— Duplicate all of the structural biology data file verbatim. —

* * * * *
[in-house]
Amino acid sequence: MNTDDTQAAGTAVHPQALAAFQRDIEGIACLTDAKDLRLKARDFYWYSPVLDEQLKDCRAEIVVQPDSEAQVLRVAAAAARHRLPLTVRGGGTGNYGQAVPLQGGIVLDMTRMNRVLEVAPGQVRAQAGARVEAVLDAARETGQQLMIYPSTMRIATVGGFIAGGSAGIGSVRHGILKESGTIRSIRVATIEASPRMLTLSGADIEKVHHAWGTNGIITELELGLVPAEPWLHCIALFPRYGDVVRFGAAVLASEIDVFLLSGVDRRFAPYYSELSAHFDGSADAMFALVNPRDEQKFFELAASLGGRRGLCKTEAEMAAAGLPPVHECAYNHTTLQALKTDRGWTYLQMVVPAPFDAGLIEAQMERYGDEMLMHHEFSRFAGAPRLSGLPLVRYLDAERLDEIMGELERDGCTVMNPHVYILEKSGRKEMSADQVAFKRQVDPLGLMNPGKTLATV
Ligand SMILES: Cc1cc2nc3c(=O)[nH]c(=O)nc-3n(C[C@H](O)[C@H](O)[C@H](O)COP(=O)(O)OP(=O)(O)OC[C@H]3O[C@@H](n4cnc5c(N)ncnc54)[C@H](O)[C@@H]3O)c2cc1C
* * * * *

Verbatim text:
[in-house]
Amino acid sequence: MNTDDTQAAGTAVHPQALAAFQRDIEGIACLTDAKDLRLKARDFYWYSPVLDEQLKDCRAEIVVQPDSEAQVLRVAAAAARHRLPLTVRGGGTGNYGQAVPLQGGIVLDMTRMNRVLEVAPGQVRAQAGARVEAVLDAARETGQQLMIYPSTMRIATVGGFIAGGSAGIGSVRHGILKESGTIRSIRVATIEASPRMLTLSGADIEKVHHAWGTNGIITELELGLVPAEPWLHCIALFPRYGDVVRFGAAVLASEIDVFLLSGVDRRFAPYYSELSAHFDGSADAMFALVNPRDEQKFFELAASLGGRRGLCKTEAEMAAAGLPPVHECAYNHTTLQALKTDRGWTYLQMVVPAPFDAGLIEAQMERYGDEMLMHHEFSRFAGAPRLSGLPLVRYLDAERLDEIMGELERDGCTVMNPHVYILEKSGRKEMSADQVAFKRQVDPLGLMNPGKTLATV
Ligand SMILES: Cc1cc2nc3c(=O)[nH]c(=O)nc-3n(C[C@H](O)[C@H](O)[C@H](O)COP(=O)(O)OP(=O)(O)OC[C@H]3O[C@@H](n4cnc5c(N)ncnc54)[C@H](O)[C@@H]3O)c2cc1C